The children didn’t know when the workshop began that we would soon become one of their fondest memories. I can still see their wide eyes filled with curiosity as we began to unload the truck. Questions like, “What are you building?” or “How can I help?” were starting to be asked. Even after the activities ended and we wrapped up our final Mass Creativity workshop, I could still hear clearly in my head the sounds of running, hammering, printing, painting, chatter and laughter.
There are many aspects to love about being a part of the Mass Creativity experience. Engaging with curious and wonder-filled children is a given. Whether we were installing a door knob using a drill, printmaking a flag or using fabric as a cap, I saw moments of discovery and amazement happening at each workshop. Small moments in art making or playwork practiced every day at The New Children’s Museum now being introduced and share in these communities. The time and creative effort our team put in was well worth it; seeing adults and children alike having fun while being creative was definitely one of the most rewarding experiences.
One of the aspects of Mass Creativity that I loved the most was being a part of the Creative team. The creative process in developing ideas with a mixture of content and loose parts was exciting. It was a unique year to be able to pair Mass Creativity with The Wonder Sound opening. A creative uncertainty was set before the team, and with some inspiration we were able to manifest our ideas into a successful workshop that included flag making, door decorating and a wonder palace. The creative process was fun and successful because of the members on the team, which is another aspect I loved the most. Working with fun, creative, and supportive individuals made the experience that much richer.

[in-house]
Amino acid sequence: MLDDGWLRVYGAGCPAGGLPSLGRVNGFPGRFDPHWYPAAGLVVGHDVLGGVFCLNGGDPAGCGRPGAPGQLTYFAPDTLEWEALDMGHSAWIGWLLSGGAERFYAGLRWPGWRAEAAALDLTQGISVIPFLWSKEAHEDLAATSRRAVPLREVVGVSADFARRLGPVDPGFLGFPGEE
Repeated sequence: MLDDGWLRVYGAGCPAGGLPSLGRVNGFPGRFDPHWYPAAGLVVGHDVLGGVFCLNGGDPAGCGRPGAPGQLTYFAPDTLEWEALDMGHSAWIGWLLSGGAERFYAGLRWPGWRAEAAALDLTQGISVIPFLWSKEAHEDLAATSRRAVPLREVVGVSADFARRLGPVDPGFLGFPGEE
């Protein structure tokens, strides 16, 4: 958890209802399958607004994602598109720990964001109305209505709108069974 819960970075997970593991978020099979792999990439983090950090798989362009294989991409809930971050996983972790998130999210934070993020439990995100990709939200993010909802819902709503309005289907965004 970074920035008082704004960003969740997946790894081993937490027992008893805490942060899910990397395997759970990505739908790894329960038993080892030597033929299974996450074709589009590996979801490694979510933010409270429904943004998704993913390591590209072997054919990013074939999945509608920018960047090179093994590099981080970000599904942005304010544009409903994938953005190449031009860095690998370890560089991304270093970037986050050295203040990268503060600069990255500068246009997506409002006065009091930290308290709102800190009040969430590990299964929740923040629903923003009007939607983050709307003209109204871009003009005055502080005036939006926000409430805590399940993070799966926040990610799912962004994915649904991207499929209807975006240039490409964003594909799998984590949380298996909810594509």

Running the workshops was the easy part, but some challenges included were setting up and unloading all the materials and equipment. Using elbow grease, we all were eventually physically exhausted by the end of the day. This part was also a given, and a challenge that we all knew coming into this experience. Small challenges like gathering enough materials from the first workshop were fine tuned to the last workshop.
When I think of things we could’ve done differently, I think of things that we could have improved on. Perhaps making more flags, installing more hardware on the door, or engaging with more children in play. On the basis of it all, our workshops provided successful creative interactions in play and art making. I wouldn’t necessarily have done anything completely different, but with any project there can always be room for improvement.
I learned a lot about myself and my team during our workshops. My ability to deal with pressure, compromise, and fatigue was tested. Although I and the team were able to adapt to each community center, the dynamic and physical space were also taken into consideration I gravitated more towards the smaller venues, which put our stations physically closer together, that meant a more intimate experience. Getting to know everyone’s personalities and work ethic also gave us a unique experience and brought us closer together as coworkers. And those coworkers who were able to come to a few of the workshops to help out made it more special. As we purveyed through the workshop weeks, I knew it would be worth it knowing that I am now a part of a child’s memory.
Join in the creative fun next Saturday, June 25, for Mass Creativity Day. You’ll have the chance to experience the workshop activities, dance on a painted dance floor, eat delicious food and explore the Museum for free! Mass Creativity Day also is the opening of our newest installation, The Wonder Sound.